After a three-year investigation, the
NCAA placed the University of Miami football and men’s basketball teams on probation,with the biggest punishment being a loss of four scholarships (3 in football, 1 in basketball) each year for the next three years.
While many will argue whether or not the penalties were harsh enough, what is undeniable is that four kids will lose scholarships because of a scandal they had absolutely nothing to do with.
The common perception is that the athletes aren’t hurt because the four kids that would have received scholarships to go to Miami will just accept scholarships to go to a different school.
But it is not that simple.
When those kids go to another school, they will be taking a scholarship away from somebody else that would have been offered the scholarship had Miami not been put on probation. Then, when those kids that lose out on a scholarship, they will go to another school and take a scholarship that would have gone to another athlete.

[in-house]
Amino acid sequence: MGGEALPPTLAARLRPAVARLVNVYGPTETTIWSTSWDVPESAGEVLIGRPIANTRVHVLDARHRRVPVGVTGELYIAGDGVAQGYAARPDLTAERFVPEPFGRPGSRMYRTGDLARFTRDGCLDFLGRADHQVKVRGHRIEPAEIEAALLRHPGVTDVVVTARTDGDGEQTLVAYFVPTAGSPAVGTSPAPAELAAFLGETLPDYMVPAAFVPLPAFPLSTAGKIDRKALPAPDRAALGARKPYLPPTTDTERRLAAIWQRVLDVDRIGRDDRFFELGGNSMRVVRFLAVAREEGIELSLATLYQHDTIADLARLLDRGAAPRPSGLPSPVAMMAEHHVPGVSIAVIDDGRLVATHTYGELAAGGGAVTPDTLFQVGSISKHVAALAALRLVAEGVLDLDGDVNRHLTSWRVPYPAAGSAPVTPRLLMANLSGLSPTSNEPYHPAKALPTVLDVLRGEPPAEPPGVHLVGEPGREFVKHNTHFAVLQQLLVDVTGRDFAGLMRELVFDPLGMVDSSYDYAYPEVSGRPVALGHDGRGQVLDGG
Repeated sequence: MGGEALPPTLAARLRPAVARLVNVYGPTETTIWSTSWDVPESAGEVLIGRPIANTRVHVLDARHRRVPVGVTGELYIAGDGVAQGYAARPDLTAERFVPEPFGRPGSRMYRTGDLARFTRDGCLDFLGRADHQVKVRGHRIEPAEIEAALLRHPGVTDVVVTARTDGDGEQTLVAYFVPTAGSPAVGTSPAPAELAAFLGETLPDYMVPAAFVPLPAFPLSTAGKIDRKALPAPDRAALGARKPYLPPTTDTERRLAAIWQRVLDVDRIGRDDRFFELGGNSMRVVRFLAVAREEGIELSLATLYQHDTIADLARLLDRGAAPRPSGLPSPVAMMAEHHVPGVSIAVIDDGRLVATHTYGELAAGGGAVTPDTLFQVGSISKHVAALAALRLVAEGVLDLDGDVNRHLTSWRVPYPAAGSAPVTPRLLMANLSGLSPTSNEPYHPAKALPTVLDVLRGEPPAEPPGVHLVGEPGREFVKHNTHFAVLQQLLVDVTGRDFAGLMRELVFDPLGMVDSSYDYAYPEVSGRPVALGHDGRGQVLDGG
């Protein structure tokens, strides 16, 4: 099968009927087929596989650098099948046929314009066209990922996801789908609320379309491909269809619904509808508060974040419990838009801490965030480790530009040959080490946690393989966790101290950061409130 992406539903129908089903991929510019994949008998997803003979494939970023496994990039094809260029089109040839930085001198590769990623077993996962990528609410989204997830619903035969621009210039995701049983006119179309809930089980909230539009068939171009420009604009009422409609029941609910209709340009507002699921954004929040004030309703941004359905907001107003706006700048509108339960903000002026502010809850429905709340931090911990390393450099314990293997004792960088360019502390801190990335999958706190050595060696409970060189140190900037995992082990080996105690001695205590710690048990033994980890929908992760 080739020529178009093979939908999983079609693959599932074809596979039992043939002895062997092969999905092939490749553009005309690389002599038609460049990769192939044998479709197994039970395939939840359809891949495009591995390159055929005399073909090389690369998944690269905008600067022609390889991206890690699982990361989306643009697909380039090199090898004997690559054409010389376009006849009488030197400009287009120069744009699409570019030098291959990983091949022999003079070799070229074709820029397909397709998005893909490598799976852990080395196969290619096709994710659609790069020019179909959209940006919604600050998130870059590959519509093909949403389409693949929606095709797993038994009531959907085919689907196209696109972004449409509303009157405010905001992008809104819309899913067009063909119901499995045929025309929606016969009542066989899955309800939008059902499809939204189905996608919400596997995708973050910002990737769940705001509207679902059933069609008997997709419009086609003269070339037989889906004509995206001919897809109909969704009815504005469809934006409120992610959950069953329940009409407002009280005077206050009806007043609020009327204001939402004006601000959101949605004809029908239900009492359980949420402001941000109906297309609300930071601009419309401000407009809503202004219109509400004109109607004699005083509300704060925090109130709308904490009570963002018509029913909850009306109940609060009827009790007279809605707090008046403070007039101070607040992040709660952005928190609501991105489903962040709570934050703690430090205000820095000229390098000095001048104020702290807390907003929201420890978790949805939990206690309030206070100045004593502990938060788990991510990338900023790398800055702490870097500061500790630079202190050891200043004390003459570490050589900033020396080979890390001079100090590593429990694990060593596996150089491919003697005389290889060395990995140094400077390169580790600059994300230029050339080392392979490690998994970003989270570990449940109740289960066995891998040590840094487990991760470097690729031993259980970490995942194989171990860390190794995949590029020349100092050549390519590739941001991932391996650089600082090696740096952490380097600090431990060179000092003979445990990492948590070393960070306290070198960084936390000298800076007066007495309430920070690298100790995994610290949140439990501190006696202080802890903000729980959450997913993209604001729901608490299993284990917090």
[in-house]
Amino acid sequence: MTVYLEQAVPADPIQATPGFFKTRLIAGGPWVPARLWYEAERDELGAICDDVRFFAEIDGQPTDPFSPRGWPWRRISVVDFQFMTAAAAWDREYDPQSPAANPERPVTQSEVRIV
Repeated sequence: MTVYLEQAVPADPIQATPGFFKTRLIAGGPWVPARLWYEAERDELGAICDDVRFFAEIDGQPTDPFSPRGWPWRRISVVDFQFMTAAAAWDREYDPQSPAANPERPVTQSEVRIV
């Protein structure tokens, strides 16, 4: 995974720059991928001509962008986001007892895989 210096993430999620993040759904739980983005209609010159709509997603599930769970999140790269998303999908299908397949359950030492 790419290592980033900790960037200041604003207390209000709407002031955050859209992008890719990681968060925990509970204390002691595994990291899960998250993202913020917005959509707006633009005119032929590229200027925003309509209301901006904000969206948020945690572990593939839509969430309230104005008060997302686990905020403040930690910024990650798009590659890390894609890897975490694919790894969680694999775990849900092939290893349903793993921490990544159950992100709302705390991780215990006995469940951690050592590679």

In the end, the NCAA may have weakened the Miami football program slightly. But more importantly, they reduced the overall number of athletic scholarships that are available at NCAA member schools.
At the end of the chain reaction that began with an NCAA investigation in 2011, there will be four deserving kids that had absolutely nothing to do with the Miami scandal that will either have to pay for college in 2014, or worse, they won’t be able to go to college at all because they can’t afford it.
In an era when there is a movement to find a way to get more money into the pockets of deserving athletes, the NCAA keeps finding ways to make more innocent kids pay.
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